On Tuesday, July 19, President Joe Biden signed an executive order that weighs sanctions on terrorists, criminals, or even governments that have wrongfully detained US nationals traveling abroad. The order also calls for maximizing the flow of information to the families of those who are being detained.
According to Forbes, one of the most significant motivators behind this executive action is Brittney Griner’s confinement in Russia. Griner, a WNBA star who plays for the Phoenix Mercury team, has been detained in Russia since February for illegally bringing cannabis into the country. She had pleaded guilty to the charges, but a trial is still underway. If convicted, the gold medal athlete faces up to ten years in a Russian prison.
President Biden has received backlash from Griner’s family, feeling he has not done enough to facilitate her release and return her safely to the United States. WNBA executive director Terri Jackson said to Trevor Noah in an interview on Monday, “We need President Biden to do everything he can to bring Brittney home.”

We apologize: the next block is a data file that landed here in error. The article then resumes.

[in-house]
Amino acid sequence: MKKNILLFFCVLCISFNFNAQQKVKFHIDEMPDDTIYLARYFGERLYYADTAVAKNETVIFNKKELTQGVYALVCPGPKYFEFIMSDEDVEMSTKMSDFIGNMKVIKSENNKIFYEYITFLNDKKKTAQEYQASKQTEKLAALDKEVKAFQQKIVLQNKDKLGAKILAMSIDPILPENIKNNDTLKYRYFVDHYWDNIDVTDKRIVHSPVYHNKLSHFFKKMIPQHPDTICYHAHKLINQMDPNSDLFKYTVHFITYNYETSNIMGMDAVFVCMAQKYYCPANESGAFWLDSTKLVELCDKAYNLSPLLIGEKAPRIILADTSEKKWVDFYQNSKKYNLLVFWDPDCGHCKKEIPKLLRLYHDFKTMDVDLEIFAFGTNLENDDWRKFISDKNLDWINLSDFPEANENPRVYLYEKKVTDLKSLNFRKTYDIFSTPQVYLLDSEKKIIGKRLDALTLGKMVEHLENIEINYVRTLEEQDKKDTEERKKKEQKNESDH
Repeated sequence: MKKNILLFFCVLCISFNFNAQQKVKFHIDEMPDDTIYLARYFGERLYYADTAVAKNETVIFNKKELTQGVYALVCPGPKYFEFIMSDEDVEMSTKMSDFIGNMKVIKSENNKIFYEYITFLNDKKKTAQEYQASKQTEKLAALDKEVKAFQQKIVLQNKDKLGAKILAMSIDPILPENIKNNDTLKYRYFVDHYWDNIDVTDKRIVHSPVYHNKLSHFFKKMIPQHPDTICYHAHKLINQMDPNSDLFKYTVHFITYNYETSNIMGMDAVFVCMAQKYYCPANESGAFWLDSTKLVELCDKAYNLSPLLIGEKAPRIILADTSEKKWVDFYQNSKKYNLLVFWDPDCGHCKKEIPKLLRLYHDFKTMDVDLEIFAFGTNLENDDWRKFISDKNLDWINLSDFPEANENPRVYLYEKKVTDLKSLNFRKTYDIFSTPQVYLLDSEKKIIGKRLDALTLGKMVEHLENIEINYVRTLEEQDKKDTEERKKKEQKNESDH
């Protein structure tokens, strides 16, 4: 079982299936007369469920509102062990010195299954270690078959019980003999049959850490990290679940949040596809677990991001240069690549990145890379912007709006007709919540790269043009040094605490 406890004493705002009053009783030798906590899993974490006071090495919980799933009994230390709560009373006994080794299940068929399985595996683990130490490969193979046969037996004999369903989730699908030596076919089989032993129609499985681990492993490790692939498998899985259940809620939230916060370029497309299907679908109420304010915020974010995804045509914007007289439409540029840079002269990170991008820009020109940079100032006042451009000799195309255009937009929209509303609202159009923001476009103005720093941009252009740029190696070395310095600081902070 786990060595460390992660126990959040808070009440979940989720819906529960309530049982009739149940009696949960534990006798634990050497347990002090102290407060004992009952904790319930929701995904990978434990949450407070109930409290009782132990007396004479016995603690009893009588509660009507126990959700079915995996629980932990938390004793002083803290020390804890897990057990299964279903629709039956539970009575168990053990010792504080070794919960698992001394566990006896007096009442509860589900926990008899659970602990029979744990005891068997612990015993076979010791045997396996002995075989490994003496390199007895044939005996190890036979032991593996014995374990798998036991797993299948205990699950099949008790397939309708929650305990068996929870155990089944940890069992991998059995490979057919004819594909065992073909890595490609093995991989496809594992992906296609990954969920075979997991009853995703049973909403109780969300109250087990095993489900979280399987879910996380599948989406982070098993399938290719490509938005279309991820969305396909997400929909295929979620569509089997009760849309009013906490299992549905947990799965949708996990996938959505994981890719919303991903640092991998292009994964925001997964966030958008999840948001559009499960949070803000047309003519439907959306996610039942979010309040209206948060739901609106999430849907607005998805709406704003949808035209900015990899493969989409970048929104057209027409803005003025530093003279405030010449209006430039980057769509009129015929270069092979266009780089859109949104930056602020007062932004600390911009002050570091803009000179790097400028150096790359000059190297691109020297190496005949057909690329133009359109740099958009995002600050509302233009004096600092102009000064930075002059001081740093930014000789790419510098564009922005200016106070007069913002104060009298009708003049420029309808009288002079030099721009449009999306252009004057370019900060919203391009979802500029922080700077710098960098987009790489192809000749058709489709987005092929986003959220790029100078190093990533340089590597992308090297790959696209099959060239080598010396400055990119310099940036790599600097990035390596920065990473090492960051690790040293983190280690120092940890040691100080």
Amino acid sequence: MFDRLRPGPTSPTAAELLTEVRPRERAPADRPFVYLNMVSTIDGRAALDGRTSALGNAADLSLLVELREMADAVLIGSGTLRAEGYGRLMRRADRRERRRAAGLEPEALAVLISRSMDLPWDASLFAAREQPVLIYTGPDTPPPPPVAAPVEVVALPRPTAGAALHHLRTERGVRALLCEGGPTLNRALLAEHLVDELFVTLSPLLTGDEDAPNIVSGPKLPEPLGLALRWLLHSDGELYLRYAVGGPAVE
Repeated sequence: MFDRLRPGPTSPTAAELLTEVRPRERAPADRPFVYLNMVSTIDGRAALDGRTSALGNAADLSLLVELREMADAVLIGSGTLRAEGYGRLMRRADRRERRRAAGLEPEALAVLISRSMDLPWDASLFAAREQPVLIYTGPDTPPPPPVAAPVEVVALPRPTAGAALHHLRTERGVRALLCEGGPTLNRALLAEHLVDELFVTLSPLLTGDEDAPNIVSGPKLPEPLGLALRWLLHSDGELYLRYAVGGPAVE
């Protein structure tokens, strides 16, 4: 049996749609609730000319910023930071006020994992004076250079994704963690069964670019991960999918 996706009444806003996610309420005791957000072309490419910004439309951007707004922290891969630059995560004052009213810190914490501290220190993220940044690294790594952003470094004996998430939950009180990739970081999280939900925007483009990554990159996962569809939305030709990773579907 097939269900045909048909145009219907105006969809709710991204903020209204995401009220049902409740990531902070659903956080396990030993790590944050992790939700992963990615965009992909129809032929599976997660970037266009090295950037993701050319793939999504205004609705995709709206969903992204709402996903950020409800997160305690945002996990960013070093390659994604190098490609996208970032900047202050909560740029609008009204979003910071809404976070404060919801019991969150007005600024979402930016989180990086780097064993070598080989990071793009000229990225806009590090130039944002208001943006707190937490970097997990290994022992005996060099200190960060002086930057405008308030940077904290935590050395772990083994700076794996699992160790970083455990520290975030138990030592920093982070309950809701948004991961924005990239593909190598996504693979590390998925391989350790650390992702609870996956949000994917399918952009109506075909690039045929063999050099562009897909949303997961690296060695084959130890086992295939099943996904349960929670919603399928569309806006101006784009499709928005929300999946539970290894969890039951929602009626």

Per the AP, the executive order is based on the Robert Levinson Hostage Recovery and Hostage-Taking Accountability Act. Named after a retired FBI agent who disappeared in Iran 15 years ago, this law establishes procedures that must be implemented when an American citizen is wrongly detained. The main points of this presidential action are to allow the United States to impose financial sanctions or visa bans on entities that are wrongfully detaining Americans, to share “consistent information” with the families of the victims from the government, and to introduce the State Department’s new travel risk indicator. This gauge warns Americans about traveling to nations where they face an increased risk of being detained. The list of countries includes China, Iran, Myanmar, North Korea, and Russia.
The State Department already utilizes travel risk indicators for categories like kidnapping, crime, and health issues. The concern of detention joins these risks and will be marked with a “D.” Later this week, families of those being wrongfully held abroad will gather in Washington DC as a mural is unveiled to honor the detainees.